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Here's the story of how I waited for 29 years to see a sequel ... that turned out to be one of the worst films I've ever seen.

As a very young movie freak, I was madly in love with a tongue-in-cheek, gore-laden sword and sandals action-fest called The Sword and the Sorcerer. My friends and I probably watched it a half-dozen times over the course of a few years, and one of the most delicious things about the flick arrived just before the end credits:

"Talon will return in Tales of the Ancient Empire." (Talon was the cocky, swaggering mega-hero, as played by Lee Horsley.)

The years dragged by, and whenever I revisited (or discussed) The Sword and the Sorcerer, that promised sequel always bugged me like a loose tooth. Of course I gave up on seeing "Tales of the Ancient Empire" many years ago -- and now I wish it had never arrived. Yes, after almost three full decades of waiting, director Albert Pyun has returned with a semi-sequel that simply has to be seen to be believed, and I do not mean that as a compliment.

The first film was a goofy, low-budget action romp, to be sure, but it was a real movie; a three-act, pulpy story that you could follow and appreciate and maybe pick a few cool characters from. Hardly high art, but S&S remains a rather highly-regarded cult flick, all things considered. This "sorta" follow-up is ... it's a failing grade in filmmaking 101, frankly, Pick any component of filmmaking you like: screenwriting, acting, music, editing, costumes ... and you'll find better examples of cinematic professionalism in the deleted scenes of Uwe Boll's worst movie. And that's not hyperbole.

You'd only know it by making it to the 60-minute point of the film, but Tales of an Ancient Empire is about a princess who must track down her estranged father so that together they can rid a kingdom of a vampire scourge. That sounds pretty simple and straightforward, right? Nope. In order to piece that meager narrative together I had to struggle through:

1. A 12-minute opening credits sequence that offers more narrated nonsense than a lecture in clown college.

2. Dime-store vampiresses who hiss and stare and bug their eyes out while divulging huge chunks of cleavage. (Did the casting call for this flick request complete amateurs?)

3. A narrative structure that, truth be told, isn't even near to being finished. What should be a simple little story is perpetually undone by some of the shoddiest editing tricks I've ever seen. To cover for the scenes that are missing, Pyun simply offers up some hand-drawn artwork or, even more hilariously, a lady's head staring right at the audience and explaining what's happening in scenes that the director never got around to shooting.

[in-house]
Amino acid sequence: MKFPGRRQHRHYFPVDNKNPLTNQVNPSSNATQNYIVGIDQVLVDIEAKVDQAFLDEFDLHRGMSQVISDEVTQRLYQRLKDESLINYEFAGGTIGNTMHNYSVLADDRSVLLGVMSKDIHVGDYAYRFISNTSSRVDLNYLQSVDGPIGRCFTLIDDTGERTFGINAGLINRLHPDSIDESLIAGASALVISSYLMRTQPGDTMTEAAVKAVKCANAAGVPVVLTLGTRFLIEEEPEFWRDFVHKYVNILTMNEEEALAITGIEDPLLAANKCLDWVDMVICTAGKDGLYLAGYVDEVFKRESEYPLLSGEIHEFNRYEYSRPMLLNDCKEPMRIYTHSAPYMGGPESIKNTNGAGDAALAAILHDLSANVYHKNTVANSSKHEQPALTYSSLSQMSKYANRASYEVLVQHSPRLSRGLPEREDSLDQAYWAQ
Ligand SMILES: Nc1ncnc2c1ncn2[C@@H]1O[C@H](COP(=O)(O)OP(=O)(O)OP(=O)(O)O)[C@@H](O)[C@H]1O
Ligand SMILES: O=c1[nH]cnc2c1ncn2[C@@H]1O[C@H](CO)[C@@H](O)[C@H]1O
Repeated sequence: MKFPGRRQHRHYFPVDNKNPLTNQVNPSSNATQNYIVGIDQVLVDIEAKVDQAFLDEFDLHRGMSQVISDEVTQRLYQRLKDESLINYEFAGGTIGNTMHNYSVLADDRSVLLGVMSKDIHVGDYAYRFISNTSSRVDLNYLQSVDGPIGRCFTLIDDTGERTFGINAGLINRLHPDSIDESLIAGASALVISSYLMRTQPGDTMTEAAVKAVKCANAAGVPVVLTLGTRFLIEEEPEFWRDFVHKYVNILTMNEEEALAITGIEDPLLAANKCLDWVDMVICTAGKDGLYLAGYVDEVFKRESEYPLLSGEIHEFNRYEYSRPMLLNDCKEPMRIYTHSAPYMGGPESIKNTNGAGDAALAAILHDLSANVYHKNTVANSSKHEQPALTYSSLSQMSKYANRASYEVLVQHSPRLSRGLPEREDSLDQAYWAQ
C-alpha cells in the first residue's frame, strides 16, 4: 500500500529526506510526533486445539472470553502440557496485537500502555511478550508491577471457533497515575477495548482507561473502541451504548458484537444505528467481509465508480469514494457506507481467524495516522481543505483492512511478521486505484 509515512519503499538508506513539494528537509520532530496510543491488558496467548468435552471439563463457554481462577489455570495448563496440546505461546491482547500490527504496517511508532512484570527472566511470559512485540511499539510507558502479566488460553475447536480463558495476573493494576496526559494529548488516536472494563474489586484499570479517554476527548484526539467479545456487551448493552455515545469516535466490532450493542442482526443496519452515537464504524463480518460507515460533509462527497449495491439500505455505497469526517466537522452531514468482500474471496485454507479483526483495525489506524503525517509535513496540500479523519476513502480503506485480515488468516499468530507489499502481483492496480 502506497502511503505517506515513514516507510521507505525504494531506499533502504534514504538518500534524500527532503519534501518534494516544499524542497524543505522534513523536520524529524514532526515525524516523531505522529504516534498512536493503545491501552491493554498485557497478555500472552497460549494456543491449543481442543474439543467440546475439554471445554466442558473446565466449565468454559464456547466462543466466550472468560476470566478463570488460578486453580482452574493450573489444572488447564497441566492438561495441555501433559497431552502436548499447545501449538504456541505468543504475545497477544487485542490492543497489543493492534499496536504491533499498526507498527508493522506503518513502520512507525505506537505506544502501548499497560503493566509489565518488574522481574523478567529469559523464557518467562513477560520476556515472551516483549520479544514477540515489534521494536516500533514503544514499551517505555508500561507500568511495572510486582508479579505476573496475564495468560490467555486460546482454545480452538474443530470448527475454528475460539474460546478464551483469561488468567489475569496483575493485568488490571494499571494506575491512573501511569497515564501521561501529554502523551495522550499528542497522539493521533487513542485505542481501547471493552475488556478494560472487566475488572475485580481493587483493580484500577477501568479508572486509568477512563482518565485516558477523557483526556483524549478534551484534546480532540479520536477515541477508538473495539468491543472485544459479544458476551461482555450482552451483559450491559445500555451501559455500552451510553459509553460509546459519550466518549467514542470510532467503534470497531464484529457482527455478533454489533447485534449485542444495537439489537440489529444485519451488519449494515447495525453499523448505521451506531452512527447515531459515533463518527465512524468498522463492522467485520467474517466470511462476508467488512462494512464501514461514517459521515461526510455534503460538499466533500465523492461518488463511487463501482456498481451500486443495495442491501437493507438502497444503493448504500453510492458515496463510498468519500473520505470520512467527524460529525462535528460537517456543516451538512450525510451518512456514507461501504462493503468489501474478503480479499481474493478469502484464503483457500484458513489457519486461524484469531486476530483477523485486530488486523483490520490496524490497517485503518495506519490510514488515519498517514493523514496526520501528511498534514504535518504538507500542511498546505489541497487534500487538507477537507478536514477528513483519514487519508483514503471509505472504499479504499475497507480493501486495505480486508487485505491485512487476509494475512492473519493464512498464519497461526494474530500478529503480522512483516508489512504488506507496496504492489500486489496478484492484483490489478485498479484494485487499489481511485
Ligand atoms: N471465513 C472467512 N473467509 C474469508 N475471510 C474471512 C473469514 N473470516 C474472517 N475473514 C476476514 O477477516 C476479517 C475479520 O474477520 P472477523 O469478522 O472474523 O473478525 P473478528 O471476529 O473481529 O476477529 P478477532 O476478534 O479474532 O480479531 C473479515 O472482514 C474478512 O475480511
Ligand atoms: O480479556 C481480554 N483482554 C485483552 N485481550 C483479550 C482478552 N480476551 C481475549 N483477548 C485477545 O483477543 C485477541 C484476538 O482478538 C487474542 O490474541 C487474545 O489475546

4. Cruelly overlong monologues, speeches and pissy diatribes from unprepared actors who would have been better served delivering mono-syllabic grunts and perhaps some florid hand gestures.

5, Some of the worst work you'll ever see from the likes of Michael Pare, Kevin Sorbo, Ralf Moeller, and Olivier Gruner -- and that's really saying something.

6. Scene after scene of actors standing in front of clunky green-screen backgrounds, spitting out nonsensical dialogue in one static take at a time.

Straight and to the point, Tales of an Ancient Empire is the sort of movie that makes you reconsider Uwe Boll's status as the reigning king of movie crap. Mr. Pyun has spent his years between The Sword and the Sorcerer and Tales of an Ancient Empire churning out some of the broadest, clunkiest, and most cable-ready junk piles -- but his most recent effort is really something else. A film that capably "MSTies" its own self, but grows wearisome and grating once the chuckles subside, Tales of an Ancient Empire is one of the most amateurish movies I've ever seen on the big screen.

As a guy who's seen more than his share of the Pyun ouevre, I can't say I'm surprised that Tales of an Ancient Empire is a bad film; I am, however, kind of shocked at how overwhelmingly cheap, stupid and uninteresting the thing is. I've often said that bad film should be covered in film school, as their lessons are often a lot more evident than the assets located in "quality" movies, and if that's the case, Tales of an Ancient Empire should get a semester all its own. This is a staggeringly inept film.

The film screened at Alamo Drafthouse in Austin. It was released on Region 2 DVD in Sweden last year, but that edition appears to be currently out of print.

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